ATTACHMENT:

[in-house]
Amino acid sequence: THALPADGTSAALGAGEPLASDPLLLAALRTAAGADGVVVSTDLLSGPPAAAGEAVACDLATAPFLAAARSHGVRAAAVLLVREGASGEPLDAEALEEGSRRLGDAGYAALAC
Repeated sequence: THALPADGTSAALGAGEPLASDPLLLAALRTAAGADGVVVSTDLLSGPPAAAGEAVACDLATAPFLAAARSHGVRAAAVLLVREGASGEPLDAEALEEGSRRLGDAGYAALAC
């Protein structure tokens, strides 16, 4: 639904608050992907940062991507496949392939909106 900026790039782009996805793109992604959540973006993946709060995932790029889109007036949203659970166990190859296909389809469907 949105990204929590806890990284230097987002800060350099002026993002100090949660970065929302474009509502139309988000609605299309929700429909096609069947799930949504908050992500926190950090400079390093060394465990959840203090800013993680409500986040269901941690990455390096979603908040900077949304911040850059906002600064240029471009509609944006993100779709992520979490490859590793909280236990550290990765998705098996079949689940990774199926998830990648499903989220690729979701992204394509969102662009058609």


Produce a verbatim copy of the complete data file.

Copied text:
[in-house]
Amino acid sequence: THALPADGTSAALGAGEPLASDPLLLAALRTAAGADGVVVSTDLLSGPPAAAGEAVACDLATAPFLAAARSHGVRAAAVLLVREGASGEPLDAEALEEGSRRLGDAGYAALAC
Repeated sequence: THALPADGTSAALGAGEPLASDPLLLAALRTAAGADGVVVSTDLLSGPPAAAGEAVACDLATAPFLAAARSHGVRAAAVLLVREGASGEPLDAEALEEGSRRLGDAGYAALAC
């Protein structure tokens, strides 16, 4: 639904608050992907940062991507496949392939909106 900026790039782009996805793109992604959540973006993946709060995932790029889109007036949203659970166990190859296909389809469907 949105990204929590806890990284230097987002800060350099002026993002100090949660970065929302474009509502139309988000609605299309929700429909096609069947799930949504908050992500926190950090400079390093060394465990959840203090800013993680409500986040269901941690990455390096979603908040900077949304911040850059906002600064240029471009509609944006993100779709992520979490490859590793909280236990550290990765998705098996079949689940990774199926998830990648499903989220690729979701992204394509969102662009058609």